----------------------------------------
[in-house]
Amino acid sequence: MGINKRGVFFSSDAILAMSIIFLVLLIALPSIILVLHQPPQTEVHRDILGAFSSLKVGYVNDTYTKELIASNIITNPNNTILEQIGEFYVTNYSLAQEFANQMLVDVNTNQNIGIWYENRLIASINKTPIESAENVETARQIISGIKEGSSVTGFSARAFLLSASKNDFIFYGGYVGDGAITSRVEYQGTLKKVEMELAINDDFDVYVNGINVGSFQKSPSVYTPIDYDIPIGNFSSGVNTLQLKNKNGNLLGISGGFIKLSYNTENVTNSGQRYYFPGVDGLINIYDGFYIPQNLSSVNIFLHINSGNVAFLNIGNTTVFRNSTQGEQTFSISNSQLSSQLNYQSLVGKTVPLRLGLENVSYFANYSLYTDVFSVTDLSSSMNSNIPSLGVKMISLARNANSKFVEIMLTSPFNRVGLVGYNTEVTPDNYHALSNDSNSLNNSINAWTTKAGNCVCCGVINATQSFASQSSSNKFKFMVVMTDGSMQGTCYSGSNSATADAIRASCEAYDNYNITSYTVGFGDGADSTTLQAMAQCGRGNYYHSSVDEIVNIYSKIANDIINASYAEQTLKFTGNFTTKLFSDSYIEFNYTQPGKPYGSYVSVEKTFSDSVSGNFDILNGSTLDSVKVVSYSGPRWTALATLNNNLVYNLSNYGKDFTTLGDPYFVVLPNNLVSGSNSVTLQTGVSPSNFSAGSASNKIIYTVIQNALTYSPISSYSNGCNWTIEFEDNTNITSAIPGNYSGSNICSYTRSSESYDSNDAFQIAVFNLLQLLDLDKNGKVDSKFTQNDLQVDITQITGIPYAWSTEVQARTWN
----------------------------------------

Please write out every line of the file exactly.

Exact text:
[in-house]
Amino acid sequence: MGINKRGVFFSSDAILAMSIIFLVLLIALPSIILVLHQPPQTEVHRDILGAFSSLKVGYVNDTYTKELIASNIITNPNNTILEQIGEFYVTNYSLAQEFANQMLVDVNTNQNIGIWYENRLIASINKTPIESAENVETARQIISGIKEGSSVTGFSARAFLLSASKNDFIFYGGYVGDGAITSRVEYQGTLKKVEMELAINDDFDVYVNGINVGSFQKSPSVYTPIDYDIPIGNFSSGVNTLQLKNKNGNLLGISGGFIKLSYNTENVTNSGQRYYFPGVDGLINIYDGFYIPQNLSSVNIFLHINSGNVAFLNIGNTTVFRNSTQGEQTFSISNSQLSSQLNYQSLVGKTVPLRLGLENVSYFANYSLYTDVFSVTDLSSSMNSNIPSLGVKMISLARNANSKFVEIMLTSPFNRVGLVGYNTEVTPDNYHALSNDSNSLNNSINAWTTKAGNCVCCGVINATQSFASQSSSNKFKFMVVMTDGSMQGTCYSGSNSATADAIRASCEAYDNYNITSYTVGFGDGADSTTLQAMAQCGRGNYYHSSVDEIVNIYSKIANDIINASYAEQTLKFTGNFTTKLFSDSYIEFNYTQPGKPYGSYVSVEKTFSDSVSGNFDILNGSTLDSVKVVSYSGPRWTALATLNNNLVYNLSNYGKDFTTLGDPYFVVLPNNLVSGSNSVTLQTGVSPSNFSAGSASNKIIYTVIQNALTYSPISSYSNGCNWTIEFEDNTNITSAIPGNYSGSNICSYTRSSESYDSNDAFQIAVFNLLQLLDLDKNGKVDSKFTQNDLQVDITQITGIPYAWSTEVQARTWN